Discover the difference between muscle soreness following exercise activity and pain you should be concerned about in “Do I Have A Problem?”. Jeff Tirrell gives advice for women on optimizing performance and Mike O’Hara discusses training priorities for those over forty.
Very Short Term Running Preparation
I was recently asked by a fitness client to post exercise recommendations that would prepare her for outdoor distance running. This person was two weeks away from being out on the road, running two or three miles a day. She is middle aged, has a prior history of lower back pain, and her goal was to lose fifteen pounds and “tone up”. Given such short notice, these are my recommendations.
Perform soft tissue work on a daily basis. Foam roll the legs and use a lacrosse ball on the plantar fascia. The vast majority of overuse injuries in runners happen in the lower legs and feet. Attempt to unwind the myofascial distress created by 600-700 foot impacts a mile.
Improve your reciprocal hip pattern–one hip goes back and the other goes forward. Most general fitness clients have glaring deficits on one side. Perform some split squats, posterior lunges, step ups, and or walking lunges. If you struggle with these activities, I would reconsider running as a fitness activity.
Wake up your gluteals. Every day, perform fifty or sixty bridges, hip lifts, or leg curls. You need super gluteal strength / endurance to run distances and avoid lower extremity injury. If your butt gets sore from fifty bridges, you need to do them more often.
Running is a skill and most recreational runners need some practice. Running hills will improve gait mechanics, enhance hip extension, and decrease deceleration forces. Find a fifty-yard hill. Run up the hill and walk back down. Perform five hill runs.
You are always better to run too little than to run too much. Start with very short runs– no more than half a mile. Increase your total weekly mileage by no more than five percent a week.
You can’t do this in two weeks, but this is my big recommendation to all future runners. Lose the extra weight before running. As a method of fat loss, distance running has a poor track record. It tends to elevate the hormones that make you hungry, and physiological adaptation to distance running happens fairly quickly. Extra adipose makes you far more likely to develop a running related injury. I know the guys and gals you see running miles and miles every day are lean. Please remember that lean runners are successful with running because they possess the optimal body mass to run long distances. They did not start heavy and become lean. Put a fifteen pound weight vest on that guy or gal and everything will change. Their gait will lose efficiency and become less graceful. The extra fifteen pounds of load creates the biomechanical overload that makes them much more likely to suffer an injury.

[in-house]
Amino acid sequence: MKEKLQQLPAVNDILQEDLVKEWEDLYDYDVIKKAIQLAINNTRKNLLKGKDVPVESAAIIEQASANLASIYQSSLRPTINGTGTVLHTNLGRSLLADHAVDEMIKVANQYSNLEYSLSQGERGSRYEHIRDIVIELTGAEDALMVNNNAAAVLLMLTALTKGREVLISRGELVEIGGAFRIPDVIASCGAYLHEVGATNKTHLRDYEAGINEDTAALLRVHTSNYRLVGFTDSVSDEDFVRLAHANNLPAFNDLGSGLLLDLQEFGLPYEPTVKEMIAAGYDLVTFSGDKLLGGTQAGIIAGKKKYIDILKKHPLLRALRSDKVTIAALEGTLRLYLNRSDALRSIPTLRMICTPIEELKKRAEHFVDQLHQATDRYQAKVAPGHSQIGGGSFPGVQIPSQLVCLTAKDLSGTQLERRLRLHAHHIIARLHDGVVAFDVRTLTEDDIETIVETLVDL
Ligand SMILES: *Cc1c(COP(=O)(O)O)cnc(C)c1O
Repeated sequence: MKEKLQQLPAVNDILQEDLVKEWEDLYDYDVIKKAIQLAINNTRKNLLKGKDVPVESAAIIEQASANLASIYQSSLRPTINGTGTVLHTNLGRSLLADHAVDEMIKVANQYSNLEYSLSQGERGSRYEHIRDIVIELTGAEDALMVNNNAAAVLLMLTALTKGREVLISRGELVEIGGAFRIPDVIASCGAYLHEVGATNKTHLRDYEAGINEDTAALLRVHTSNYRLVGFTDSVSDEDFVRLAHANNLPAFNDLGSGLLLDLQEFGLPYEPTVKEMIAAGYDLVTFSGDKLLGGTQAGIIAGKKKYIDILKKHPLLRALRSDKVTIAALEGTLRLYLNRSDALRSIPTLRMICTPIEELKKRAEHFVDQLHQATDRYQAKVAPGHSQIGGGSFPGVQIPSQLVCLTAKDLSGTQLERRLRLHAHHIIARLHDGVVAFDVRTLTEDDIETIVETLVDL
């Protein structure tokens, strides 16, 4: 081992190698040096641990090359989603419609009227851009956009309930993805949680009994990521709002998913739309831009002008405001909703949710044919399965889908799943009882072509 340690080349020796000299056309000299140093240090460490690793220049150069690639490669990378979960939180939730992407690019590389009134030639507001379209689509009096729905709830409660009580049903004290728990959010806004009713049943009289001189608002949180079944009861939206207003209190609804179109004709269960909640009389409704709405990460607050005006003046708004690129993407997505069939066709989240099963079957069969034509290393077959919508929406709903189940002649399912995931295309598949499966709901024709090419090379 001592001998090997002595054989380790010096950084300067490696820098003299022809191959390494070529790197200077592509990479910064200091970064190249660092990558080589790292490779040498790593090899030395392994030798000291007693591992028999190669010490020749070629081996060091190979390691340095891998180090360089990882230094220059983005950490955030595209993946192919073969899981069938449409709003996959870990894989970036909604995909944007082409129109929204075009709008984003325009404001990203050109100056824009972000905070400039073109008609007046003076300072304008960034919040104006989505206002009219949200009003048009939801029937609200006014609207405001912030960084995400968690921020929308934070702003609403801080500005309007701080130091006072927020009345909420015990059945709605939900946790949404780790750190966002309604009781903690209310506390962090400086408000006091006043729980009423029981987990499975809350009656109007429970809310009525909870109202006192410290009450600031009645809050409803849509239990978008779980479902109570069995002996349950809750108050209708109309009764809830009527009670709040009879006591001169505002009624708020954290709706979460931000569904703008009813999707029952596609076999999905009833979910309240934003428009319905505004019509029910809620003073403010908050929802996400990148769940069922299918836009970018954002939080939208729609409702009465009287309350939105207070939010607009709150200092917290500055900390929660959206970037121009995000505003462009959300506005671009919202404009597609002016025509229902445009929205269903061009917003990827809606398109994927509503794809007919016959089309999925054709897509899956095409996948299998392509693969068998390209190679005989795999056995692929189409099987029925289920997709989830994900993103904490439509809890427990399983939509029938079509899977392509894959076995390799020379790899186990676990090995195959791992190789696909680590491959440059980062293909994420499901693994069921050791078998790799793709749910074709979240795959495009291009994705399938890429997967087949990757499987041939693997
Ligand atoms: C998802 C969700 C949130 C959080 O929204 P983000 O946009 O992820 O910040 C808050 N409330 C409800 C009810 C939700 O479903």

My final recommendation is that you not become disappointed if you develop pain. A runnersworld.com poll conducted in 2009 revealed that 66% of respondents reported a running related injury that year. The statistics indicate that one third of the participants at you local 10k fun run will require medical attention for a running related injury over the next year. Have the good sense to stop when the pain begins.
Michael S. O’Hara, PT, OCS, CSCS
My buddy Denna works exclusively with clients who have the primary goal of losing body fat. She sent me a research article from the journal Obesity*. It was impressive in that it followed the waist circumference of over 10 thousand men for twelve years. In the world of research, twelve years and 10 thousand subjects are impressive.
The results of the study are important in that they clearly show that one form of exercise is more effective at preventing the most unhealthy type of fat deposits. The men who performed resistance training exercise gained far less belly fat than the men who performed cardio-based exercise. The cardio group gained nearly twice as much abdominal area fat as the weight trainers.
The tape measure is more important than the scale. A larger waistline is a bigger predictor for premature death than overall body weight. Higher risk levels kick in for men with a waistline greater than 40 inches and women with a waistline greater than 35 inches. Researchers have found that even patients who would be considered at normal weight faced far greater risk of death if they had a large waist.
Since the mid 1990’s, we have known that body fat is not just an inert form of stored energy that Mother Nature created to carry us through a famine. Body fat is an endocrine organ that secretes hormones that turn genes on and off in cells throughout the body. Visceral fat, the kind stored in and around belly, is the hormonal driver of metabolic syndrome, the precursor to diabetes, elevated blood lipids, high blood pressure, and coronary artery disease. What this study demonstrated is that we can fight back by training to develop the muscle mass that fights off the hormonal effects of fat deposits.
To read the findings, click on the link below:
-Michael O’Hara, P.T., OCS, CSCS
Volume 23, Issue 2, pages 461-467, February 2015. Mekary, R. et. al.